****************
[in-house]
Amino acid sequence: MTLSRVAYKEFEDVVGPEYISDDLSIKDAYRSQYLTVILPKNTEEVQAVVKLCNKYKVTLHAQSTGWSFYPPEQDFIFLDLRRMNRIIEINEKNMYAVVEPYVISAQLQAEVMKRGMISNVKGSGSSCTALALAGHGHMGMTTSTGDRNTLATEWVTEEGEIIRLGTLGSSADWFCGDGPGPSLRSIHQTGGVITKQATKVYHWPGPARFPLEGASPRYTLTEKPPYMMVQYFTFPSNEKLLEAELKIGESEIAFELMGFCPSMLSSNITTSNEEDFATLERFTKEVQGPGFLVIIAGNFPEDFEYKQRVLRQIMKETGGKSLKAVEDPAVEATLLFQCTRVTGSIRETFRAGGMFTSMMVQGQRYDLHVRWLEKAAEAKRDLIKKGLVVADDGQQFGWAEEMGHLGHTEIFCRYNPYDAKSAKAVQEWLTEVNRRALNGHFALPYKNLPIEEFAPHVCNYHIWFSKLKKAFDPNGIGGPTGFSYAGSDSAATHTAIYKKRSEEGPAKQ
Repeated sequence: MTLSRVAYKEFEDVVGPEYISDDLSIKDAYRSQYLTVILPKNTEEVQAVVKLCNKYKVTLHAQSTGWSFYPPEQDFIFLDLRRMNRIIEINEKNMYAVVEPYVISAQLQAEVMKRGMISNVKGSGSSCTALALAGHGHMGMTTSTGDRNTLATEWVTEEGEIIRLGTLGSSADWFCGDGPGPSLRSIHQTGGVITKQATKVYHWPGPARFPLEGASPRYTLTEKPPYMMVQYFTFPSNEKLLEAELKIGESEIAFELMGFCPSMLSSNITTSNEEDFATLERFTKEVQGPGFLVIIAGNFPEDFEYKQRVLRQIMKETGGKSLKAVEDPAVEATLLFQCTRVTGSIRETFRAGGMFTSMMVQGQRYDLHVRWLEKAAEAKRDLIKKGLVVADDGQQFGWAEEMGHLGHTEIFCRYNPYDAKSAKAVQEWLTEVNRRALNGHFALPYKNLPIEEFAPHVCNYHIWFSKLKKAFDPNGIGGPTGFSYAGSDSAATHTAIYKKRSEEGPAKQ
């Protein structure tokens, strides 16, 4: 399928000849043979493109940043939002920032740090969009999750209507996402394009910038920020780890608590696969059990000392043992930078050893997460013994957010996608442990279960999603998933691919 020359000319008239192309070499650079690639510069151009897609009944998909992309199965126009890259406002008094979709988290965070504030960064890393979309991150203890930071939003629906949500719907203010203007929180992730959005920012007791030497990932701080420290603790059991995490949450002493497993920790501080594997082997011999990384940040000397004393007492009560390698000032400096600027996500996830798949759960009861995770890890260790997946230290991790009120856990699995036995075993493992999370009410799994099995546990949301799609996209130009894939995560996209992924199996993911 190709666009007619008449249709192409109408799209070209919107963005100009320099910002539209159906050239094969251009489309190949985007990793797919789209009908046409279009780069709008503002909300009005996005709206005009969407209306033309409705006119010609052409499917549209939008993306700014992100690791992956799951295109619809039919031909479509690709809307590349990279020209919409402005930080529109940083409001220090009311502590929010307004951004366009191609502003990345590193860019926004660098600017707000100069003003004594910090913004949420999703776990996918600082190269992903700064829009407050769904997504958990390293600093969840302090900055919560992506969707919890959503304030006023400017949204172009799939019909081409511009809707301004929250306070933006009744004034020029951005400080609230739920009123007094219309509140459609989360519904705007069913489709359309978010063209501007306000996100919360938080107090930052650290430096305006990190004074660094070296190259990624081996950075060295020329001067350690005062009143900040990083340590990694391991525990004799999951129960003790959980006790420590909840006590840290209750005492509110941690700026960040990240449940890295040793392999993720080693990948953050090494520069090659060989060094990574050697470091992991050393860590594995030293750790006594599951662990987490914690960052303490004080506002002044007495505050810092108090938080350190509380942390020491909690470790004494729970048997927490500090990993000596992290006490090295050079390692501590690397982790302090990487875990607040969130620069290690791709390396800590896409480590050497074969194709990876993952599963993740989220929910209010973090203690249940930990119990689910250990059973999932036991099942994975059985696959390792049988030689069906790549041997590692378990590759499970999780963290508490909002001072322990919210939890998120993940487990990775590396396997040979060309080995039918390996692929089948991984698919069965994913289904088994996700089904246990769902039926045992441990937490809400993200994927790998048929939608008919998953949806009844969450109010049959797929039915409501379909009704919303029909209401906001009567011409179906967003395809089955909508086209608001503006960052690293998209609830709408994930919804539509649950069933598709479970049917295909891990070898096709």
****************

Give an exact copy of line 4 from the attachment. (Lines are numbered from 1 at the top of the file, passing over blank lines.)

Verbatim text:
């Protein structure tokens, strides 16, 4: 399928000849043979493109940043939002920032740090969009999750209507996402394009910038920020780890608590696969059990000392043992930078050893997460013994957010996608442990279960999603998933691919 020359000319008239192309070499650079690639510069151009897609009944998909992309199965126009890259406002008094979709988290965070504030960064890393979309991150203890930071939003629906949500719907203010203007929180992730959005920012007791030497990932701080420290603790059991995490949450002493497993920790501080594997082997011999990384940040000397004393007492009560390698000032400096600027996500996830798949759960009861995770890890260790997946230290991790009120856990699995036995075993493992999370009410799994099995546990949301799609996209130009894939995560996209992924199996993911 190709666009007619008449249709192409109408799209070209919107963005100009320099910002539209159906050239094969251009489309190949985007990793797919789209009908046409279009780069709008503002909300009005996005709206005009969407209306033309409705006119010609052409499917549209939008993306700014992100690791992956799951295109619809039919031909479509690709809307590349990279020209919409402005930080529109940083409001220090009311502590929010307004951004366009191609502003990345590193860019926004660098600017707000100069003003004594910090913004949420999703776990996918600082190269992903700064829009407050769904997504958990390293600093969840302090900055919560992506969707919890959503304030006023400017949204172009799939019909081409511009809707301004929250306070933006009744004034020029951005400080609230739920009123007094219309509140459609989360519904705007069913489709359309978010063209501007306000996100919360938080107090930052650290430096305006990190004074660094070296190259990624081996950075060295020329001067350690005062009143900040990083340590990694391991525990004799999951129960003790959980006790420590909840006590840290209750005492509110941690700026960040990240449940890295040793392999993720080693990948953050090494520069090659060989060094990574050697470091992991050393860590594995030293750790006594599951662990987490914690960052303490004080506002002044007495505050810092108090938080350190509380942390020491909690470790004494729970048997927490500090990993000596992290006490090295050079390692501590690397982790302090990487875990607040969130620069290690791709390396800590896409480590050497074969194709990876993952599963993740989220929910209010973090203690249940930990119990689910250990059973999932036991099942994975059985696959390792049988030689069906790549041997590692378990590759499970999780963290508490909002001072322990919210939890998120993940487990990775590396396997040979060309080995039918390996692929089948991984698919069965994913289904088994996700089904246990769902039926045992441990937490809400993200994927790998048929939608008919998953949806009844969450109010049959797929039915409501379909009704919303029909209401906001009567011409179906967003395809089955909508086209608001503006960052690293998209609830709408994930919804539509649950069933598709479970049917295909891990070898096709």